Here’s another blog to continue on the theme of love but this time it might be more to the taste of some of you cynics out there.
As it turns out there is an increasing amount of scientific evidence behind the science of love sickness. Some physiologists have taken a closer looks at love’s outward habits and have also had a peak inside the human brain.
Studies have shown that when you first fall in love, that biochemical activity in the brain changes dramatically. Serotonin levels plummet and instead the brain is flooded with dopamine. This leads to a natural high, similar to an addictive drug, that creates powerful links in your mind between pleasure and the object of your affection. In the same way to a drug addiction it also leaves you seeking that love hit over and over again. Furthermore, Serge Brand of the Psychiatric University Clinics in Basel Switzerland, decided to take closer look at how love can change a persons behaviour. In his study he found that the lovestruck needed less sleep, made compulsive decisions, spent too much money, were preoccupied as well as obsessively checking for text messages and e-mails. Some physiologists now believe that the chemical and behavioural changes that occur in the brain of a love sick puppy seem to reflect some aspects obsessive compulsive disorder (OCD) or people who are mildly insane.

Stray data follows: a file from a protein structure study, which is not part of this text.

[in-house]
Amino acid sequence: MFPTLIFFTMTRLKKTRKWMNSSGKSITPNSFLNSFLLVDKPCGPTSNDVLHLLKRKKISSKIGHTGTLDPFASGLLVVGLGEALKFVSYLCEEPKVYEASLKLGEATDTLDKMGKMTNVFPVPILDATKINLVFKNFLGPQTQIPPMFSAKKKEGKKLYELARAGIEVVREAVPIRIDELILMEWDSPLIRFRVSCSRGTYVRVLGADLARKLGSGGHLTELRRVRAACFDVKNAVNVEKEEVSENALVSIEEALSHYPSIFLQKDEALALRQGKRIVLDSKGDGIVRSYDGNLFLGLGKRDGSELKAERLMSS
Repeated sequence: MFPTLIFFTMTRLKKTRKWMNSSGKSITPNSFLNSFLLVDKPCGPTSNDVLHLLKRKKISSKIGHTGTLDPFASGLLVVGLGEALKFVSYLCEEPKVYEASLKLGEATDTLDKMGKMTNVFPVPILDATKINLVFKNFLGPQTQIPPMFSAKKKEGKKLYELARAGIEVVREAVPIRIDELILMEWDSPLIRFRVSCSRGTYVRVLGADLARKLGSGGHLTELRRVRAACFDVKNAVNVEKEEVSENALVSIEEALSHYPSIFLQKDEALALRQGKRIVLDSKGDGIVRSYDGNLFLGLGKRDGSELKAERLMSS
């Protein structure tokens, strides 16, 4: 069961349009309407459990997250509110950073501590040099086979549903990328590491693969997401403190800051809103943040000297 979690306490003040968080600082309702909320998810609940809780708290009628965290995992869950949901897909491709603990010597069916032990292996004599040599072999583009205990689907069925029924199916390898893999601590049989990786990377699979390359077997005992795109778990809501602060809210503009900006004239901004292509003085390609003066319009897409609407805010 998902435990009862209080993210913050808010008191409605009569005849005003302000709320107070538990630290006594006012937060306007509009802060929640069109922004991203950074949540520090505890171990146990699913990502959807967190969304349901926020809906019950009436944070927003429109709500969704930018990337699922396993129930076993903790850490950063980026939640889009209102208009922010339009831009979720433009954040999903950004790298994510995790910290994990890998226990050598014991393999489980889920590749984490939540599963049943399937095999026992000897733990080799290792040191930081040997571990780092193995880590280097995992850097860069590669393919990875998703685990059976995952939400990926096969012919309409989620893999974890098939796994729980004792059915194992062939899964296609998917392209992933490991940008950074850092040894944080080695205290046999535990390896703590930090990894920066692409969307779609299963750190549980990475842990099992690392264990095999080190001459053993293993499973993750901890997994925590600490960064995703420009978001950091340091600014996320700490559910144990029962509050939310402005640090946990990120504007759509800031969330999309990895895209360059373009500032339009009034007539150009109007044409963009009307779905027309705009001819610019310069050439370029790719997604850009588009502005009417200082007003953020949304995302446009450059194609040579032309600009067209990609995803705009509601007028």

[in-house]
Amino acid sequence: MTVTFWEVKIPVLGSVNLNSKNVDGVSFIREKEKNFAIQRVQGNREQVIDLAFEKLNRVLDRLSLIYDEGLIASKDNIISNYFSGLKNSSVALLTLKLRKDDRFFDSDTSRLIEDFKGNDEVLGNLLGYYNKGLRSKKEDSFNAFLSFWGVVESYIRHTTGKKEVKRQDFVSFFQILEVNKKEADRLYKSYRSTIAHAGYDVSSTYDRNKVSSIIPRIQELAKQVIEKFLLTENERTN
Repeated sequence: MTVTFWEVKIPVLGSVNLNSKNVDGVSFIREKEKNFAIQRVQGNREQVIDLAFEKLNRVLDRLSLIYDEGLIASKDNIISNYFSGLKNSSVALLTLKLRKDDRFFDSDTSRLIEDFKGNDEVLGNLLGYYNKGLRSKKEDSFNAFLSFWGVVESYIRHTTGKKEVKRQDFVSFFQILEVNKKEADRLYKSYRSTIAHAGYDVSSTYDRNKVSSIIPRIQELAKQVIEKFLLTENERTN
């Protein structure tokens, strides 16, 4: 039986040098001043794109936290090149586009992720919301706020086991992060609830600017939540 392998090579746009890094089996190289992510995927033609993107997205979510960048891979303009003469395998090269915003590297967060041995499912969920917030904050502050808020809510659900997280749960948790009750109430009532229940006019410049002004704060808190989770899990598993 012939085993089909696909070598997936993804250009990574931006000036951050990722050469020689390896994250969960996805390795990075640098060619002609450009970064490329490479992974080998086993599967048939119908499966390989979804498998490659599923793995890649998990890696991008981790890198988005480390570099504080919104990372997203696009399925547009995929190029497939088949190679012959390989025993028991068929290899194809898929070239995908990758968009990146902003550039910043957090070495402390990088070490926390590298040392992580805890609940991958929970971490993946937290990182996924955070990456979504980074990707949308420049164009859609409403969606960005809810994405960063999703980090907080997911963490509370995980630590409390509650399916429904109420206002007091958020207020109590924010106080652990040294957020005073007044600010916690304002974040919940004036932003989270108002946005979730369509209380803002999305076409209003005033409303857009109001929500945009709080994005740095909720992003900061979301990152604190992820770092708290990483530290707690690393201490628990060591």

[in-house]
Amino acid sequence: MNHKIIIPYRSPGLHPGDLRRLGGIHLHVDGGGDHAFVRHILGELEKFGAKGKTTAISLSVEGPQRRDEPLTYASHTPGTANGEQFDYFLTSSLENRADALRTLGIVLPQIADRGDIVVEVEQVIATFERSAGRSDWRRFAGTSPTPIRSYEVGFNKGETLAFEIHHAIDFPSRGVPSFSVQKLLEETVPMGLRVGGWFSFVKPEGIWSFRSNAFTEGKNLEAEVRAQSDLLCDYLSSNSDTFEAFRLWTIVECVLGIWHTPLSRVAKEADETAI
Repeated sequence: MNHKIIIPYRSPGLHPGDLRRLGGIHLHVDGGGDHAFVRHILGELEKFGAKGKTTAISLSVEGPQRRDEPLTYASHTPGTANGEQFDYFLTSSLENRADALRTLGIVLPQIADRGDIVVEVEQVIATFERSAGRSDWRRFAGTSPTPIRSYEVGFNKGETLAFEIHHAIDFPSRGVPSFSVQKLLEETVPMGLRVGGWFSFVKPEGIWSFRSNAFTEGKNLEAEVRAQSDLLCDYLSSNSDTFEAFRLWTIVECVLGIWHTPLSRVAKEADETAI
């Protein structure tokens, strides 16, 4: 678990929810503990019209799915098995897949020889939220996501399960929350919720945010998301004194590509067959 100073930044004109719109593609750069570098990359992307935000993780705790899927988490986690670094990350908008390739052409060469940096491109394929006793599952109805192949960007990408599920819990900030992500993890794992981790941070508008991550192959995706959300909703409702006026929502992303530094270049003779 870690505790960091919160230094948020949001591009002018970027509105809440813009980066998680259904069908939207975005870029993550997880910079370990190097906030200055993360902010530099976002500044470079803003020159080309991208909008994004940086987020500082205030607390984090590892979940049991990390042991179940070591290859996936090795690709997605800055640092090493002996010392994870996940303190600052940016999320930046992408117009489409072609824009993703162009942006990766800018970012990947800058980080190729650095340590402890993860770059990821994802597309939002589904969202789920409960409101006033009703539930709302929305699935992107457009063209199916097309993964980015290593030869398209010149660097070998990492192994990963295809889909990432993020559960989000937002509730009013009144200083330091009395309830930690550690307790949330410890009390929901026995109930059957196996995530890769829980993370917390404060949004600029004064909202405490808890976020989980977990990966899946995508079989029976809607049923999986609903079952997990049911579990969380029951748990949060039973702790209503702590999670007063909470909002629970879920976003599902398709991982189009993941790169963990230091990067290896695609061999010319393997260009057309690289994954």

Other emotions linked to love are also influenced by chemical changes in the brain. For example, lust is driven by the sex hormone testosterone which can go totally off-kilter and other hormones such as, cortisol and phenylethylamine which lead to increased excitement. However, don’t be fooled in thinking that it is only those new to love that are governed by their hormones. Couples who have been together for several years have exhibited increased levels of oxytocin and vasopressin when shown a picture of their sweetheart. Furthermore, oxytocin is produced when couples have sex, touch, kiss and massage each other and is believed to be essential for forming trusting relationships as the hormone make us over come “social fear”, in turn making us more trusting.
Unfortunately, it’s not all wine and roses when it comes to love. Those intense romantic emotions can quickly swing from ecstasy and delight to torment and depression. When the reward centres of the brain fail to get their repeated dopamine love hit, painful emotions such as jealousy, rage, rejection and hate can develop.
So love is perfect and love is sweet but apparently it’s also just a chronic disease - love sickness.